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See, also, People v. Hull, 86 Mich. 449 (49 N. W. 288); Williams v. West Bay City, 119 Mich. 395 (78 N. W. 328); People v. O'Hare, 124 Mich. 515 (83 N. W. 279); Schwanz v. Wujek, 163 Mich. 492 (128 N. W. 731).

Several assignments of error relate to the charge of the court. We quote but a single portion of the charge:

“I charge you, gentlemen of the jury, that you have no right to disbelieve those police officers merely because they happen to be police officers; and, while the counsel for the defendant in this case has borne rather heavily upon the officers, I am of the opinion that the officers in this case are entitled to a great deal of credit. They saw their duty and they discharged it on the night in question. They took this man into their custody when they found him fleeing. They searched him, and then turned him over to their superior officers. A complaint was made against him for robbery, being armed, and it is for you now to say, after hearing the evidence, whether the State has proved its case against this defendant. If, in your judgment as jurors, you believe the State has failed to prove this man guilty of this crime, it becomes your duty to discharge him."

The judge must have overlooked the claim of respondent that he went to the officers because rocks or bricks were being thrown at him, when the judge said, “They took this man into custody when they found him fleeing.” Whether he was fleeing or not was a question for the jury, and not the judge. Some of the language we quoted from the opinion in McDuff v. Journal Co., supra, is applicable here. See, also, People v. Hare, 57 Mich. 505 (24 N. W. 843); People v. Murray, 72 Mich. 10 (40 N. W. 29); People v. Clarke, 105 Mich. 169 (62 N. W. 1117); People v. Corey, 157 N. Y. 332 (51 N. E. 1024).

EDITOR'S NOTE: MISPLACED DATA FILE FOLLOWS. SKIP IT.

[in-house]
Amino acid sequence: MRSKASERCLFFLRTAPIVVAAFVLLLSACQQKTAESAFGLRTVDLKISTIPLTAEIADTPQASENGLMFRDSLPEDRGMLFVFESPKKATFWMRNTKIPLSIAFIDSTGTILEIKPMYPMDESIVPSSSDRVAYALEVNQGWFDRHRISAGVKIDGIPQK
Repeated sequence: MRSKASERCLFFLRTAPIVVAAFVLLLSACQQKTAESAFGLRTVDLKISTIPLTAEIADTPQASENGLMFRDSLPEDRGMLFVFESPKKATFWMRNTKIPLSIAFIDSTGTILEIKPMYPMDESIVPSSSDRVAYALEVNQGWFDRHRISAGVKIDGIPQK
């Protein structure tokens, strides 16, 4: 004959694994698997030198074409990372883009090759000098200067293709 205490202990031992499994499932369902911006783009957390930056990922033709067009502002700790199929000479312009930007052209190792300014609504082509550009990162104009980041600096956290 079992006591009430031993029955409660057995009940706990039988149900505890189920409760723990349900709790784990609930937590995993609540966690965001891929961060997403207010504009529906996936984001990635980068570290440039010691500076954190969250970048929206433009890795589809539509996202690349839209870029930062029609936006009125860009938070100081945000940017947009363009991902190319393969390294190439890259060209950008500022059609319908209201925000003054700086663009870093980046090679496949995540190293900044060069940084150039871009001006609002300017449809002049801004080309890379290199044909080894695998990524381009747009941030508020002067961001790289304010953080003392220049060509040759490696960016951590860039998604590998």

This court in the recent case of People v. Fritch, 170 Mich. 258 (136 N. W. 493), had occasion to speak of the practice of commending some of the witnesses, and it is not necessary to repeat what was said there.

181 Mich.-4

For the errors pointed out, this court is required to reverse the judgment of the trial court, set aside the conviction of respondent, and award a new trial. Respondent will be surrendered to the custody of the sheriff of Wayne county.

MCALVAY, C. J., and BROOKE, KUHN, STONE, OSTRANDER, BIRD, and STEERE, JJ., concurred.

BENDER v. WAYNE CIRCUIT JUDGE.

1. ARREST-CAPIAS—COMMENCEMENT OF ACTION-PLEADING.

Act No. 168, Pub. Acts 1899, amending section 10006, 3

Comp. Laws (5 How. Stat. [2d Ed.] $ 12669), as to the time for filing the declaration in the cause, applies to actions commenced by capias only, not to suits begun by

the issuance of a summons. 2. DEFAULT-OPENING AND VACATING—CAPIAS.

Under Circuit Court Rule 126, it is discretionary with the

circuit dge to open a default of the plaintiff in filing a declaration in an action commenced by summons upon a motion and showing excusing the failure, for the rea. son that his attorneys were laboring under a misapprehension or mistake, and failed to take the step within the required time.

Mandamus by Fred Bender against Alfred J. Murphy, one of the circuit judges for the county of Wayne, to compel respondent to vacate an order opening the plaintiff's default in an action wherein relator was defendant. Submitted April 28, 1914. (Calendar No. 26,191.) Writ denied June 1, 1914.

George P. Palmer, for relator.
Sloman & Sloman, for respondent.

MOORE, J. This is a mandamus proceeding. The petition shows that Sloman & Sloman began a suit against relator in the circuit court by summons on December 16, 1913; that on December 24, 1913, defendant therein caused his appearance to be entered; that for want of service of declaration, on the 5th day of January, 1914, defendant caused the default of the plaintiffs to be entered; that on February 3, 1914, the plaintiffs moved to set aside said default. On February 27, 1914, the court entered an order as follows:

“In this cause ordered that the default of plaintiff be and hereby is set aside. It is further ordered that plaintiff be and hereby is allowed three days to serve and file a copy of declaration, and that defendant be allowed costs in the sum of fifteen dollars."